Unitary Patent as an object of property
A registered intellectual property right such as a patent is normally considered a property right of the country in which it has effect. Rules relating to the patent as an object of property, for example what is required to legally assign the right, are governed by each country independently. This system breaks down however when a right covers multiple countries, such as in the case of the Unitary Patent.
To address this difficulty, the Unitary Patent Regulation specifies that the law of property governing a Unitary Patent shall be that of the residence or principal place of business of the applicant as recorded on the European Patent Register as at the date of filing, if that is in one of the member states of the EU participating in the Unitary Patent system. (In the case of joint applicants, it is the first named applicant that has its residence or principal place of business in a participating EU country). If no applicant has its residence or principal place of business in a participating EU country, then the default law is German law, unless at the time of filing the request for unitary effect an address within a participating EU country is given as a place of business of one of the applicants as at the date of filing of the European patent application. If such a place of business is stated, then the law of that country applies.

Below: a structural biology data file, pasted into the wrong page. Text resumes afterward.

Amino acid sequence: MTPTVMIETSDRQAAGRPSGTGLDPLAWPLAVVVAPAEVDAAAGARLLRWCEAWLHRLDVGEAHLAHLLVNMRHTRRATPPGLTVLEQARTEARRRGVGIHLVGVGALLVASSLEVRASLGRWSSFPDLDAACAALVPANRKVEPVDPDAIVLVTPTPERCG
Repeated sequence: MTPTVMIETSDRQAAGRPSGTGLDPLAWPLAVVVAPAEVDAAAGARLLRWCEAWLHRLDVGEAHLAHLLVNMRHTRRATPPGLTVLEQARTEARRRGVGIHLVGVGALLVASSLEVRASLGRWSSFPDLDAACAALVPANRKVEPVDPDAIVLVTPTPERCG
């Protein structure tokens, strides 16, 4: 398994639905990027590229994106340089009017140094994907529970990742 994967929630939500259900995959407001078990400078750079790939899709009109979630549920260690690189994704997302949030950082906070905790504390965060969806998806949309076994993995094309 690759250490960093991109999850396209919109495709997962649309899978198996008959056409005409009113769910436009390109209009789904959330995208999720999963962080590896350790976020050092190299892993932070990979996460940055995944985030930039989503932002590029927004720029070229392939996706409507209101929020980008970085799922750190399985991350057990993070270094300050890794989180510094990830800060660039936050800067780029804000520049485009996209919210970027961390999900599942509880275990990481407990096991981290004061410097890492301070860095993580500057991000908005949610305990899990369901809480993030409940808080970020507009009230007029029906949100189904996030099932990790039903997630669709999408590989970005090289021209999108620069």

Thus, for non-EU applicants, German law will apply unless an assertion is made when requesting the Unitary Patent that the applicant (or in the case of joint applicants, any one applicant) had place of business within a participating EU country, in which case the law of that country will apply.
The assertion to have had a place of business within a participating EU country can only be made when requesting unitary effect, i.e. just after grant of the European patent, but the relevant date to have had such a place of business is the filing date of the application. An EU address cannot be asserted at any other time, and once the assertion is made it cannot be modified or withdrawn. The governing law will not change if, for example, the patent or application is subsequently assigned to an entity domiciled in a different EU country.
There is no obligation to state such a place of business just because it arguably existed – it is perfectly permissible to state no place of business within a participating EU country and then German law will apply. There is no examination of the veracity of the assertion.
These rules may appear complex but similar provisions have operated in respect of EU Trademarks and Community Registered Designs for many years (except that for those the default law is Spain, because the seat of the EU IPO is Alicante). There is no reason for alarm.
In fact, we consider that German law is a reasonable default for the governing law for a Unitary Patent as an object of property as Germany has well understood laws relating to assignments, licences etc. Therefore, non-EU proprietors should not be concerned about German law applying.
The law specified under these provisions has no relevance to the law of infringement, which will be governed by the provisions of the Unitary Patent Regulation and Unified Patent Court Agreement.